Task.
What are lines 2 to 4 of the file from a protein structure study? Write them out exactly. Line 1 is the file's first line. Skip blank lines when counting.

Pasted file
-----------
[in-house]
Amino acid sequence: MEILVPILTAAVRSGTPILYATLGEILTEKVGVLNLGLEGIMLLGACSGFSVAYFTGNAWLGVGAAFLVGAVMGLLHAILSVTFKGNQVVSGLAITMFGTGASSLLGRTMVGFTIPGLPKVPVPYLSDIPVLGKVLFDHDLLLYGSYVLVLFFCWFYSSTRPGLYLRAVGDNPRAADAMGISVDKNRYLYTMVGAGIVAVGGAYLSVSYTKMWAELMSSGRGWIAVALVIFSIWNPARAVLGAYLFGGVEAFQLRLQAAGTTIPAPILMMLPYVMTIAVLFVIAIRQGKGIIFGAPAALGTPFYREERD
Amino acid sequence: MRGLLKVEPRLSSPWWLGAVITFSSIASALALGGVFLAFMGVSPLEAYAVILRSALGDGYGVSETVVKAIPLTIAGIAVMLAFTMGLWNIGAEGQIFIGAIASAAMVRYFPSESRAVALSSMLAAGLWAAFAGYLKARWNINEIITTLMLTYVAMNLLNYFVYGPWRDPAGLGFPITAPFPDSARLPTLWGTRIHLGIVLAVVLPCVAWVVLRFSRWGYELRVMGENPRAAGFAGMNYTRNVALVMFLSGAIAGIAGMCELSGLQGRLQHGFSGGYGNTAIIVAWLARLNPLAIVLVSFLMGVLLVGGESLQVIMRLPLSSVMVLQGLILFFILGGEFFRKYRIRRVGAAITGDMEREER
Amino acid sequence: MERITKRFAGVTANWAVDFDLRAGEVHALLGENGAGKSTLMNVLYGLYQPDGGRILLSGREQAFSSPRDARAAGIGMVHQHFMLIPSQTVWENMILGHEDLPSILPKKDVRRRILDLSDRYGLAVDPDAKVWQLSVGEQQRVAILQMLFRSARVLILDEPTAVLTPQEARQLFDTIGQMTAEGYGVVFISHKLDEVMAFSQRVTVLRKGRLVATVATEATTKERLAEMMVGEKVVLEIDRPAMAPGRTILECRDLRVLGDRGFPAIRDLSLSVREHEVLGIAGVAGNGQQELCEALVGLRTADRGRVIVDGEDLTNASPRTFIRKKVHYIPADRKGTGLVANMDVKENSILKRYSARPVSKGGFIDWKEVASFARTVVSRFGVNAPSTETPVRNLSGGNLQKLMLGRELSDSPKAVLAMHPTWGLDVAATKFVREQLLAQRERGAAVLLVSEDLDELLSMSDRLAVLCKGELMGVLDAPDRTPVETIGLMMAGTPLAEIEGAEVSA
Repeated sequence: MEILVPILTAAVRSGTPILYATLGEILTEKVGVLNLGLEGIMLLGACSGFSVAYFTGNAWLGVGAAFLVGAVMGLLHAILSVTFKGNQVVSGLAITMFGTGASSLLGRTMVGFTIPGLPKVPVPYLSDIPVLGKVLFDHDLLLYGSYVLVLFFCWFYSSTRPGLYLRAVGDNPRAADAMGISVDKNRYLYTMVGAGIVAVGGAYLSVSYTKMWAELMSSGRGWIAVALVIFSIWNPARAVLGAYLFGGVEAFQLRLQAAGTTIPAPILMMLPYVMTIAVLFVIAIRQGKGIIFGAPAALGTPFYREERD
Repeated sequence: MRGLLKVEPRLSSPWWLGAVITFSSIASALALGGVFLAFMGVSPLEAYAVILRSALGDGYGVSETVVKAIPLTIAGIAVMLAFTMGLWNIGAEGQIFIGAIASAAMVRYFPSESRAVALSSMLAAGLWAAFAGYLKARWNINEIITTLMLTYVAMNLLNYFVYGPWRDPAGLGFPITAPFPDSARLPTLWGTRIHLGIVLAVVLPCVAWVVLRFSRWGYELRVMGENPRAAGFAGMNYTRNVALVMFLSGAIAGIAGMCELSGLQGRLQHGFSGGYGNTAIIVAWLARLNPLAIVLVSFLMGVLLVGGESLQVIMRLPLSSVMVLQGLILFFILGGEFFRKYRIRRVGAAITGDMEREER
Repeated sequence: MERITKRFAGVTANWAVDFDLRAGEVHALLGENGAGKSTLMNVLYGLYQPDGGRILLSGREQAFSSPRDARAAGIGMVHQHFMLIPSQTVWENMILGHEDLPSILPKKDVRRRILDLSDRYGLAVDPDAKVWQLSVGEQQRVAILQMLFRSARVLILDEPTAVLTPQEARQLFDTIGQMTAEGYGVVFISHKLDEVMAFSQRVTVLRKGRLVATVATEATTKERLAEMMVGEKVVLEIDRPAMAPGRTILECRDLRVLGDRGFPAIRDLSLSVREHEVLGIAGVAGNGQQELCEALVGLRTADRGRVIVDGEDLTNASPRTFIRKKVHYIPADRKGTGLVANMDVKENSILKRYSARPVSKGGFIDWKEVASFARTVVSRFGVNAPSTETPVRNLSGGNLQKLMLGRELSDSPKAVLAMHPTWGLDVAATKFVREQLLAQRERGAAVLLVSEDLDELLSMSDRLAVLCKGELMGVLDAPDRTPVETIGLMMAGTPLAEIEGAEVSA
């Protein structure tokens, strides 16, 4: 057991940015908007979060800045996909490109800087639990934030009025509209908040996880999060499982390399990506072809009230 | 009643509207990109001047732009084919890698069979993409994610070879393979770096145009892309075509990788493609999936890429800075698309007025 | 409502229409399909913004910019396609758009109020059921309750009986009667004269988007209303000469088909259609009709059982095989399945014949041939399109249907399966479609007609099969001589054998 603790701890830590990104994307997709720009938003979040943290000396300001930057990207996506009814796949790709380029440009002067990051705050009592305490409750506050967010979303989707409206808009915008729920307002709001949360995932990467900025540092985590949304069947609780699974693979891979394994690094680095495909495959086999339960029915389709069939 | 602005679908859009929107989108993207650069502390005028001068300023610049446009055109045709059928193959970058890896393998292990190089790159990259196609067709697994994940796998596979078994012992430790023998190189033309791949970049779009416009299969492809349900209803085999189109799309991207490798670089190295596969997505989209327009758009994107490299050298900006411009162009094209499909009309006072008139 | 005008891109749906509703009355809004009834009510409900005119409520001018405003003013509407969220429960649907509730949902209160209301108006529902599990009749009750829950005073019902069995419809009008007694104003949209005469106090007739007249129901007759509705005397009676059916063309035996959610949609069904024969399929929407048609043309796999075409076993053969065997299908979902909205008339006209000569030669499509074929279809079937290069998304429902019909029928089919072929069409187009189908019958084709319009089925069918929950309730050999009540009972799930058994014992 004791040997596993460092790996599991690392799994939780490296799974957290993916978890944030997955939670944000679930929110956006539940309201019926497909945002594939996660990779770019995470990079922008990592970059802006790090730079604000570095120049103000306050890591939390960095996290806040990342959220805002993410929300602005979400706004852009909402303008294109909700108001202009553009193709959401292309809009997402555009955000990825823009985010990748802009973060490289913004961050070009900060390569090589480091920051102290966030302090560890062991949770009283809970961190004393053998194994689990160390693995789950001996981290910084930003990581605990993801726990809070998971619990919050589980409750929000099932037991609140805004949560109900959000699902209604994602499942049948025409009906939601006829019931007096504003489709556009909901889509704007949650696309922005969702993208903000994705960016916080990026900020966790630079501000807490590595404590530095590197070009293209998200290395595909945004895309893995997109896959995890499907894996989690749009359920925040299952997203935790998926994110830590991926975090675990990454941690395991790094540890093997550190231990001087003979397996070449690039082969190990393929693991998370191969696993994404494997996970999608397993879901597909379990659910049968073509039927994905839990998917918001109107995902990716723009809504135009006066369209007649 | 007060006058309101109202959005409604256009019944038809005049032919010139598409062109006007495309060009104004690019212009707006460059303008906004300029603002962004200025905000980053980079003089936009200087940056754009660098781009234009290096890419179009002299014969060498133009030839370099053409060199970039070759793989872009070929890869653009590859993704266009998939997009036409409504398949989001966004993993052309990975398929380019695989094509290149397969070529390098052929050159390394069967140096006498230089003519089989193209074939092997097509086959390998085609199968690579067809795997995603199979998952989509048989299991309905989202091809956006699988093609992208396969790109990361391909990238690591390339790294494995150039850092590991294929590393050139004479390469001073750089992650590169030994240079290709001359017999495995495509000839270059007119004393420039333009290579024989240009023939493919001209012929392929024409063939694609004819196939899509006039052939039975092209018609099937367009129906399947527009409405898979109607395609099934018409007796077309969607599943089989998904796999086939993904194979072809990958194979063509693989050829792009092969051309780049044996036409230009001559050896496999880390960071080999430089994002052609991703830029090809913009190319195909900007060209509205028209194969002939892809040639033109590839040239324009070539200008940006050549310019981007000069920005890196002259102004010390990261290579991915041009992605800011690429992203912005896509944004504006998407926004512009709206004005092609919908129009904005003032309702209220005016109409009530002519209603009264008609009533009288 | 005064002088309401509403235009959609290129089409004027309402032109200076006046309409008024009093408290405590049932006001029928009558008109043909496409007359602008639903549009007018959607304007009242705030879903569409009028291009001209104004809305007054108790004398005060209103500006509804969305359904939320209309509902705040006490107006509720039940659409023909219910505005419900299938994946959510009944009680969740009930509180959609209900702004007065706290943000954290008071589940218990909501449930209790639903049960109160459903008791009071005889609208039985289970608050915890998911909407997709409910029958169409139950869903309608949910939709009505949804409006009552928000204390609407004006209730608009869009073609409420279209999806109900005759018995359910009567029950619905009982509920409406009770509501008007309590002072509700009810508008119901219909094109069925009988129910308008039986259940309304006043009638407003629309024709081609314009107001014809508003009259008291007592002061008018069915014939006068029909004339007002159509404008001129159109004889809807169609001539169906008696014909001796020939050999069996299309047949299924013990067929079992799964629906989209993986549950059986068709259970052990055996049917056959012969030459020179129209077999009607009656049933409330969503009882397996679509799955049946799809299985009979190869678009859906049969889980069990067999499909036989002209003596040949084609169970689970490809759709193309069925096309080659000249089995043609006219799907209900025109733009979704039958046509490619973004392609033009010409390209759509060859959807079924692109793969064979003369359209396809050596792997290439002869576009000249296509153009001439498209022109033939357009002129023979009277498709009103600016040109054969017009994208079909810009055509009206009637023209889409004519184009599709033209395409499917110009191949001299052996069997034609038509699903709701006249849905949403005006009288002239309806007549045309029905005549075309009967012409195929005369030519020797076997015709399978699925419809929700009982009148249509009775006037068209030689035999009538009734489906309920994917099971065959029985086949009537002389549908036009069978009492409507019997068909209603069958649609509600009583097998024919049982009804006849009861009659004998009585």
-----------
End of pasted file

Amino acid sequence: MEILVPILTAAVRSGTPILYATLGEILTEKVGVLNLGLEGIMLLGACSGFSVAYFTGNAWLGVGAAFLVGAVMGLLHAILSVTFKGNQVVSGLAITMFGTGASSLLGRTMVGFTIPGLPKVPVPYLSDIPVLGKVLFDHDLLLYGSYVLVLFFCWFYSSTRPGLYLRAVGDNPRAADAMGISVDKNRYLYTMVGAGIVAVGGAYLSVSYTKMWAELMSSGRGWIAVALVIFSIWNPARAVLGAYLFGGVEAFQLRLQAAGTTIPAPILMMLPYVMTIAVLFVIAIRQGKGIIFGAPAALGTPFYREERD
Amino acid sequence: MRGLLKVEPRLSSPWWLGAVITFSSIASALALGGVFLAFMGVSPLEAYAVILRSALGDGYGVSETVVKAIPLTIAGIAVMLAFTMGLWNIGAEGQIFIGAIASAAMVRYFPSESRAVALSSMLAAGLWAAFAGYLKARWNINEIITTLMLTYVAMNLLNYFVYGPWRDPAGLGFPITAPFPDSARLPTLWGTRIHLGIVLAVVLPCVAWVVLRFSRWGYELRVMGENPRAAGFAGMNYTRNVALVMFLSGAIAGIAGMCELSGLQGRLQHGFSGGYGNTAIIVAWLARLNPLAIVLVSFLMGVLLVGGESLQVIMRLPLSSVMVLQGLILFFILGGEFFRKYRIRRVGAAITGDMEREER
Amino acid sequence: MERITKRFAGVTANWAVDFDLRAGEVHALLGENGAGKSTLMNVLYGLYQPDGGRILLSGREQAFSSPRDARAAGIGMVHQHFMLIPSQTVWENMILGHEDLPSILPKKDVRRRILDLSDRYGLAVDPDAKVWQLSVGEQQRVAILQMLFRSARVLILDEPTAVLTPQEARQLFDTIGQMTAEGYGVVFISHKLDEVMAFSQRVTVLRKGRLVATVATEATTKERLAEMMVGEKVVLEIDRPAMAPGRTILECRDLRVLGDRGFPAIRDLSLSVREHEVLGIAGVAGNGQQELCEALVGLRTADRGRVIVDGEDLTNASPRTFIRKKVHYIPADRKGTGLVANMDVKENSILKRYSARPVSKGGFIDWKEVASFARTVVSRFGVNAPSTETPVRNLSGGNLQKLMLGRELSDSPKAVLAMHPTWGLDVAATKFVREQLLAQRERGAAVLLVSEDLDELLSMSDRLAVLCKGELMGVLDAPDRTPVETIGLMMAGTPLAEIEGAEVSA